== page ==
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5 Life Lessons Katniss Can Teach Your Teen

To no one’s surprise, it’s now official that The Hunger Games: Catching Fire has more than just fervent young-adult appeal, having made $158 million in its opening weekend. Those figures mean that parents are also seeing the movie in droves.
 
But what, really, does the PG-13 series have to offer adults? Isn’t it just a do-or-die competition among children?  

As it turns out, Catching Fire is much more than you might have thought and in fact provides five poignant, teachable moments that you can share with your teen this holiday season.
 
 
1.   The Importance of Caring About the Greater Good
 
Although once motivated primarily by the survival of those few closest to her, Katniss finds out that the districts of Panem are in far greater peril from the endless power of the Capitol than she ever knew.  As one of the victors of the last Games, Katniss gets to see beyond the walls of her district and learns that poverty, oppression and subjugation are the rules of the land. She soon realizes that her status means more than just the survival of her family, it also means that the oppressed might have hope to survive. Teens often seem a bit in their own bubble of school, friends and technology. Katniss can help serve as an example of “the power of one” to the world.
 
2.  Have a Strong Sense of Right Versus Wrong
 
In her second go-round, Katniss realizes that she does not blindly have to do what is expected of her. The choice is hers alone. Katniss’ expanded sense of morality might help breach the topic (especially for young teens) of peer influence in making decisions.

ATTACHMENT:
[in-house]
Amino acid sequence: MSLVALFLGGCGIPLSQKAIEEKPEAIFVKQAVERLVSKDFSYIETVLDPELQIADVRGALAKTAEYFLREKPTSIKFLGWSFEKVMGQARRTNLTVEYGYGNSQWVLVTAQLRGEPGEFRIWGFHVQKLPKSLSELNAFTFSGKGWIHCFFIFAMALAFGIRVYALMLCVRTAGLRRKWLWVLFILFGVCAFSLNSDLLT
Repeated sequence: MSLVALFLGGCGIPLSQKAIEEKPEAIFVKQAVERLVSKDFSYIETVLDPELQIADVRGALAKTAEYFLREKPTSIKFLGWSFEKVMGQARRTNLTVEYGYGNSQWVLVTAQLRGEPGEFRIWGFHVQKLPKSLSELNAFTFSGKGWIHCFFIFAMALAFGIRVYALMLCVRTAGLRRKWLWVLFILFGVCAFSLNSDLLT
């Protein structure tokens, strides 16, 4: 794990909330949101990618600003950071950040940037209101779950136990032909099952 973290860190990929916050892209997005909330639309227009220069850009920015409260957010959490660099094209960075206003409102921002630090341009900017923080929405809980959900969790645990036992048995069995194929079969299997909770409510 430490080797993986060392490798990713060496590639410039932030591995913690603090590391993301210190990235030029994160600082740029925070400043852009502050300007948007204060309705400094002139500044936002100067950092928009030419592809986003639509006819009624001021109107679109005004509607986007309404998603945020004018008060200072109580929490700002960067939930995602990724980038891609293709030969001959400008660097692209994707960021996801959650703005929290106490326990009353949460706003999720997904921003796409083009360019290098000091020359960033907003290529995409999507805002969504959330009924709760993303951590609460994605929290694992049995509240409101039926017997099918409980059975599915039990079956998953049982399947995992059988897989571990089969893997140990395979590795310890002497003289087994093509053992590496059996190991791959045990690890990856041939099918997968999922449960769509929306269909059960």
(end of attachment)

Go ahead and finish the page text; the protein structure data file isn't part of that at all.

3.  Become Stronger Than What Haunts You
 
The seemingly strong Katniss is literally, and repeatedly, brought to her knees by traumatic memories from the last Games. Kids can be very affected by bad experiences, as they often don’t have a large repertoire of coping strategies. Katniss powers through her haunted memories and uses them as fuel to get through the Arena. Discuss how to make upsetting issues an experience to grow from or put to use.
 
 
4.  Cooperation Is Better Than Narcissism
 
At first in Catching Fire, Katniss wants to team only with Peeta (Josh Hutcherson), and not ally with any other players. As she soon learns, other tributes have special skills that may make survival a possibility, and cultivating allegiances may have great positive effects. Katniss’ choice to expand her circle provides a golden opportunity for parents to teach teens to interact socially beyond what's familiar. Expanding social circles (at school, in clubs, at home) can help teens in times of trouble or discord. 
 
5.  The End Doesn’t Justify the Means
 
In the Games, tributes must kill each other by whatever means necessary. Katniss opts out of killing by remembering, as Peeta reminds her, “who the real enemy is.” She serves as a good reminder for teens to keep their eyes on the prize when it comes to achieving a goal, but emphasize that reaching it by “any means necessary” is not the moral way to go.
 
What say you, parents? Would Katniss be a great role model in your house?
 
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